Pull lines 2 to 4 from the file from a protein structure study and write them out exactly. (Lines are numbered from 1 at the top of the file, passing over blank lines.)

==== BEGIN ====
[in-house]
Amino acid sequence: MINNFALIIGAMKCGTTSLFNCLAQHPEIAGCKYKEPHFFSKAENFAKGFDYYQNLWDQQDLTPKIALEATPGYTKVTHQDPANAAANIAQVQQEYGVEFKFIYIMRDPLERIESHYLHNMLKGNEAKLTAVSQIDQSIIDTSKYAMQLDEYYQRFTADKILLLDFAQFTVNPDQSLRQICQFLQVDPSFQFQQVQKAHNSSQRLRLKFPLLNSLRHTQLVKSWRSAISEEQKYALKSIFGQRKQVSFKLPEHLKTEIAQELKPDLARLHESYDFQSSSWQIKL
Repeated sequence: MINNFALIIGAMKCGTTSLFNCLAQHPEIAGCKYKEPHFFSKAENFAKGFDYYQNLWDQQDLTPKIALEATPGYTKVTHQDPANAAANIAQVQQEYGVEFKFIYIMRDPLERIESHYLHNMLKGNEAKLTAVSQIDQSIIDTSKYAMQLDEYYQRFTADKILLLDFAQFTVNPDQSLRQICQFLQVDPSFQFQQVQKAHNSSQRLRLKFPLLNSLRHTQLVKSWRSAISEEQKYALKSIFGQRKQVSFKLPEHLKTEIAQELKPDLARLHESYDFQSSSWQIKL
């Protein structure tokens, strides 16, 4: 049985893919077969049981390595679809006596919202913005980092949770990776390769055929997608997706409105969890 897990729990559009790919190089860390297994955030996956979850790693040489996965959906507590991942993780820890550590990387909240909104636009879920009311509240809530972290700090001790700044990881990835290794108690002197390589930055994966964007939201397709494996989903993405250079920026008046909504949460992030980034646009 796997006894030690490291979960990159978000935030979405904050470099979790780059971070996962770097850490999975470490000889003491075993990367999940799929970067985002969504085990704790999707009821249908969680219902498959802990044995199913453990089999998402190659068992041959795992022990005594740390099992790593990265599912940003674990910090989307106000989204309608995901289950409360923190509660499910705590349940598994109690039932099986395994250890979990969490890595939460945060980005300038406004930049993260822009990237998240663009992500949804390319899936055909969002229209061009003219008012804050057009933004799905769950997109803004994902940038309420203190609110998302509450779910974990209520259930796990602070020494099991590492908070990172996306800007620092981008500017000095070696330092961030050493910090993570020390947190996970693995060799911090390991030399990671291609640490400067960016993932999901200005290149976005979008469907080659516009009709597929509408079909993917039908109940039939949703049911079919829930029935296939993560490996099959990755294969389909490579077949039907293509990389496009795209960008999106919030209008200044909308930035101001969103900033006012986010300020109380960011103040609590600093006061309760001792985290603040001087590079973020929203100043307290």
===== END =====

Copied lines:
Amino acid sequence: MINNFALIIGAMKCGTTSLFNCLAQHPEIAGCKYKEPHFFSKAENFAKGFDYYQNLWDQQDLTPKIALEATPGYTKVTHQDPANAAANIAQVQQEYGVEFKFIYIMRDPLERIESHYLHNMLKGNEAKLTAVSQIDQSIIDTSKYAMQLDEYYQRFTADKILLLDFAQFTVNPDQSLRQICQFLQVDPSFQFQQVQKAHNSSQRLRLKFPLLNSLRHTQLVKSWRSAISEEQKYALKSIFGQRKQVSFKLPEHLKTEIAQELKPDLARLHESYDFQSSSWQIKL
Repeated sequence: MINNFALIIGAMKCGTTSLFNCLAQHPEIAGCKYKEPHFFSKAENFAKGFDYYQNLWDQQDLTPKIALEATPGYTKVTHQDPANAAANIAQVQQEYGVEFKFIYIMRDPLERIESHYLHNMLKGNEAKLTAVSQIDQSIIDTSKYAMQLDEYYQRFTADKILLLDFAQFTVNPDQSLRQICQFLQVDPSFQFQQVQKAHNSSQRLRLKFPLLNSLRHTQLVKSWRSAISEEQKYALKSIFGQRKQVSFKLPEHLKTEIAQELKPDLARLHESYDFQSSSWQIKL
């Protein structure tokens, strides 16, 4: 049985893919077969049981390595679809006596919202913005980092949770990776390769055929997608997706409105969890 897990729990559009790919190089860390297994955030996956979850790693040489996965959906507590991942993780820890550590990387909240909104636009879920009311509240809530972290700090001790700044990881990835290794108690002197390589930055994966964007939201397709494996989903993405250079920026008046909504949460992030980034646009 796997006894030690490291979960990159978000935030979405904050470099979790780059971070996962770097850490999975470490000889003491075993990367999940799929970067985002969504085990704790999707009821249908969680219902498959802990044995199913453990089999998402190659068992041959795992022990005594740390099992790593990265599912940003674990910090989307106000989204309608995901289950409360923190509660499910705590349940598994109690039932099986395994250890979990969490890595939460945060980005300038406004930049993260822009990237998240663009992500949804390319899936055909969002229209061009003219008012804050057009933004799905769950997109803004994902940038309420203190609110998302509450779910974990209520259930796990602070020494099991590492908070990172996306800007620092981008500017000095070696330092961030050493910090993570020390947190996970693995060799911090390991030399990671291609640490400067960016993932999901200005290149976005979008469907080659516009009709597929509408079909993917039908109940039939949703049911079919829930029935296939993560490996099959990755294969389909490579077949039907293509990389496009795209960008999106919030209008200044909308930035101001969103900033006012986010300020109380960011103040609590600093006061309760001792985290603040001087590079973020929203100043307290």